Interesting.  I found and use jslint.com instead of
javascriptlint.com  I also read the book, Javascript: The Good Parts.
It's pretty awesome, and a thin book.

Nothing on there I could find about typing functions, what made a big
impact with me was the use of === instead of ==, and why that is
important.

http://javascript.crockford.com/code.html

We're in the process now of updating all of our javascript to pass
jslint at work, and are going to be adding it to the build process as
well.  Many of the developers are java developers, and only dabble in
javascript.  jslint is an amazing tool to help enforce coding
standards between people who work in the UI but are not UI experts :)

On Jan 29, 1:30 pm, Diego Perini <diego.per...@gmail.com> wrote:
> Richard,
>
> On 29 Gen, 17:29, Richard Quadling <rquadl...@googlemail.com> wrote:
>
>
>
> > 2009/1/29 Diego Perini <diego.per...@gmail.com>:
>
> > > Richard,
>
> > > On 29 Gen, 13:43, Richard Quadling <rquadl...@googlemail.com> wrote:
> > >> 2009/1/28 Diego Perini <diego.per...@gmail.com>:
>
> > >> > The other good thing you are doing with JSLint is enforce the type of
> > >> > each function, I mean the return type. I have been told several time
> > >> > that not being a strict typed language it doesn't matter blah..blah
> > >> > blah.
>
> > >> Why would you cripple the language by enforcing return types?
>
> > > Hey it is Douglas Crockford JSLint saying that, not me, I am just
> > > happily supporting the idea...
>
> > > Are you saying that C and Java are crippled languages because they
> > > enforce return types ?
>
> > Absolutely not. But the nature of Javascript IS to have an
> > non-strictly typed language. I use PHP as my day to day and that is
> > non strictly typed.
>
> > I suppose it is partially strictly typed in so much as you have
> > scalars (strings, boolean, numbers), arrays and objects.
>
> > > Just wanted to point out that doing what Crockford suggests will help
> > > write more robust javascript, though that doesn't mean you may be able
> > > to achieve the same goal using functions returning mixed types. Not
> > > everybody is able to write and work well in a polymorphic environment.
>
> > Ah, part of the dumb it down brigade. I'm reminded of UK news story
> > recently which said that due to the poor quality of education, kids
> > sitting their end of year English exams were unable to write an essay.
>
> Not part of any brigade, and I really feel for UK if it is like you
> said.
>
>
>
> > So rather than spending anything on increasing the ability of kids to
> > write, they dumb down the exam to a multiple choice test instead. Bums
> > on seats, stack 'em high sell it cheap. etc. etc. (Gee I sound like an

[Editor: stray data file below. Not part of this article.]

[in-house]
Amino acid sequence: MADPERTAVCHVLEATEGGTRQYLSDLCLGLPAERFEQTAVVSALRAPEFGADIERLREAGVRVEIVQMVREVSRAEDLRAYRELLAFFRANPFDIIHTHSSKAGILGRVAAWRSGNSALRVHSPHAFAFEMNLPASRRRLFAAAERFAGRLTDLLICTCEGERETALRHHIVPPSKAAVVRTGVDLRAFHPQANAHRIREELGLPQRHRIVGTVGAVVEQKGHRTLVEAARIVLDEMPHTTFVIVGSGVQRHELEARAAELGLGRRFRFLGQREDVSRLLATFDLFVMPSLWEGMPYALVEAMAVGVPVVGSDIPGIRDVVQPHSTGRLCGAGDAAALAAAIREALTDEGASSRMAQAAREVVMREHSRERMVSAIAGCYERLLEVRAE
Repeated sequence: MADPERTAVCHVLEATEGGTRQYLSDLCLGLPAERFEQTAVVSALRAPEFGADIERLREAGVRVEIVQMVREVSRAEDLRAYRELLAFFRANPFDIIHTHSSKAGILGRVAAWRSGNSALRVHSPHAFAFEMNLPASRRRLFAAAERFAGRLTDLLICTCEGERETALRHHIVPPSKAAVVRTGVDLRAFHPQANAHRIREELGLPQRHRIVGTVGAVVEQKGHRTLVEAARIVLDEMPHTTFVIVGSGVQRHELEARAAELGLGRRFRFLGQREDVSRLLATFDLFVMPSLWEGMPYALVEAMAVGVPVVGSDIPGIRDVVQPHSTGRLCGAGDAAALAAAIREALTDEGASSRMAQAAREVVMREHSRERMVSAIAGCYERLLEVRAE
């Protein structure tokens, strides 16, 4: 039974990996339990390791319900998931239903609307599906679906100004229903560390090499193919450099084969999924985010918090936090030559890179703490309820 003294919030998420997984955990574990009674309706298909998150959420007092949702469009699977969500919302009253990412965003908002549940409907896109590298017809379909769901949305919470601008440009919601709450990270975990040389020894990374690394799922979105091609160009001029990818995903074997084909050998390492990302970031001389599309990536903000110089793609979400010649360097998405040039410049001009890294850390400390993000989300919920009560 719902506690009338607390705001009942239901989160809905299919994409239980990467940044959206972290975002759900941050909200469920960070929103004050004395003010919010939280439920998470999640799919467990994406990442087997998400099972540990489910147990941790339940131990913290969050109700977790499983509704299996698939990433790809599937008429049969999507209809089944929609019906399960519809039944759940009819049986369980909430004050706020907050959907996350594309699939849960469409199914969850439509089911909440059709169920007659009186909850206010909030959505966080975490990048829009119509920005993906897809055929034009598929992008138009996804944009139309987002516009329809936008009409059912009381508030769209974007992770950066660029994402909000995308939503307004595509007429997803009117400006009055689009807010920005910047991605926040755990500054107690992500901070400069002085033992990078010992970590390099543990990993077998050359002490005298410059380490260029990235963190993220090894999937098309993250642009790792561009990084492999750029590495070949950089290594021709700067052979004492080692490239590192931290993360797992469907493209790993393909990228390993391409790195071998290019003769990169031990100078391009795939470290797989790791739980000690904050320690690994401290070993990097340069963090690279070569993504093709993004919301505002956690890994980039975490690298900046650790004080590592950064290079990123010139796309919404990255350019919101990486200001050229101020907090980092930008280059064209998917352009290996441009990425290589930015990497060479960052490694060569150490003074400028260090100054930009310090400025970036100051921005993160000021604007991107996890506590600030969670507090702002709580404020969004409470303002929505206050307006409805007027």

> > old man. Guess what though, I am!).
>
> > >> Many times it is useful to return a boolean False if something doesn't
> > >> work and the appropriate type when it does.
>
> > > You can do the same with any type without mixing:
>
> > > - object, return null instead of an existing object (null is still an
> > > object)
> > > - string, return empty string instead of not empty string
> > > - number, return negative number instead of a positive
> > > - boolean, return boolean false instead of boolean true
>
> > That's OK as far as it goes, but how do you differentiate between "no
> > value" and an error? Something returning null means that there is no
>
> For the "no value" case I think only event handlers and void functions
> apply, in that case the function will "return undefined" or just
> "return" in javascript. I don't see any use of a function returning
> nothing when it was meant to returns something, you can surely embed
> that in your program logic but I don't see a clear path in doing so.
>
> For the "error" how can you return an error from a function ?
>
> You mean "throw" an error...or you trap an error, yes Javascript
> provide various method to handle errors, not as solid as other
> languages but workable and you have try/catch blocks and "onerror"
> events.
>
> > data. It implies that the call was OK, just that there isn't anything
> > suitable to respond with. An error on the other hand is something
> > quite different.
>
> These cases will have to be tested before with feature testing, there
> is no need to invoke a non existing functionality to realize it will
> error in one of the program functions.
>
> > Mixed return types are REALLY useful.
>
> Probably useful as a shortcut for the lazy writer, not for the reader
> nor for the users of that specific code.
>
> If you don't test functionality beforehand it means your code rely on
> "promised" functionality, if an error happen everything is going to
> break...no degradation...no alternative, or if there are everything is
> built and handled inside each function through conditionals.
>
> Diego
>
>
>
> > > I agree about that methodology you enforce is a shortcut most of the
> > > time, but I would try to avoid that if possible.
>
> > >> So mainly return types are mixed.
>
> > > Yep...in Prototype, functions return types are mixed (but only in some
> > > special circumstance), I don't have them enumerated and I don't know
> > > which one does that and I don't see any documentation explaining which
> > > one does .... :-)
>
> > > Diego Perini
>
> > >> --
> > >> -----
> > >> Richard Quadling
> > >> Zend Certified Engineer :http://zend.com/zce.php?c=ZEND002498&r=213474731
> > >> "Standing on the shoulders of some very clever giants!"
>
> > --
> > -----
> > Richard Quadling
> > Zend Certified Engineer :http://zend.com/zce.php?c=ZEND002498&r=213474731
> > "Standing on the shoulders of some very clever giants!"
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